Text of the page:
“It is with great regret that I was denied the opportunity to attend this appeal due to my present state of health.  I had fervently hoped that, on this occasion, the court would have taken into account ALL the circumstances in this case: the appalling level of negligence shown by Mark's employer which cost him his life, leaving his two young children fatherless; the horrendous errors made by the CPS which prevented criminal charges of manslaughter and corporate manslaughter being brought and heard by a jury; and the employer's singularly cruel, and heartless treatment of Mark's grieving family. 

“I considered the sentence of a fine of £100, 000 payable over 4 years was already a small enough sum to be paid by the directors of Deeside Metal Co. Ltd.  This huge reduction only sends a signal to other companies, including those owned by same directors as Deeside Metal Co Ltd, in the extremely dangerous business of metal waste recycling, that the justice system takes the death of workers very lightly. Indeed it would seem that all the killers have to do is plead poverty and their sentence is reduced without any great verification needed.  In what other kind of criminal conviction would the court base their fine on the ability of the killer to pay without any difficulty?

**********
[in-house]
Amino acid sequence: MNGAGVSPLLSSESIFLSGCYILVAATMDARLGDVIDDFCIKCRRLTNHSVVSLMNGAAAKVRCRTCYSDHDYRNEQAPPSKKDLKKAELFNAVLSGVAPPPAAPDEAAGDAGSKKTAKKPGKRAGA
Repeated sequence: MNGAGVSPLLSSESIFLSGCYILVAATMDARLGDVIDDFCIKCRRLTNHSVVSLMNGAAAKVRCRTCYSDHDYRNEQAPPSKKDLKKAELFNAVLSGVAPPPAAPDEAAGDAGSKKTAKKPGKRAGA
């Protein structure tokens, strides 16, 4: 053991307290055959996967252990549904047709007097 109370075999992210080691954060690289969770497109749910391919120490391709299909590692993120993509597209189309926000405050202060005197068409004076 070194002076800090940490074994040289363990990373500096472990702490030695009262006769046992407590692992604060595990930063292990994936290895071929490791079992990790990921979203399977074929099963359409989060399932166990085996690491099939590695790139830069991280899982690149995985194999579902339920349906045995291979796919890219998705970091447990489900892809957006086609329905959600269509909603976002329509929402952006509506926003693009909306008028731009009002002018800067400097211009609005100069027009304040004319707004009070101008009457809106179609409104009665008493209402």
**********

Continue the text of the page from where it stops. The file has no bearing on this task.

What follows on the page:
“However, as the court accepted, a fine of any amount cannot possibly ever compensate us for the loss of our only son,  nor the denial of the justice that should so rightly have been there for Mark, nor is it an adequate deterrent to negligent employers who risk workers lives every single day."

"We fear that the killing of workers will go on increasing greatly due to DWP Minister of Employment Grayling's cutbacks in the HSE budget, and his deregulation of health and safety laws under the guise of deficit reduction and reducing the 'burden' on employers to 'create jobs'.  The only thing that this policy will create is a huge increase in the number of workers and public being killed in the name of profit, with more families like ours robbed of people we love and then denied justice"

"My son was denied his most precious possession, his life.  His country then betrayed him to protect his killer.  Their financial sentence is cut by half.  Our sentence is for life"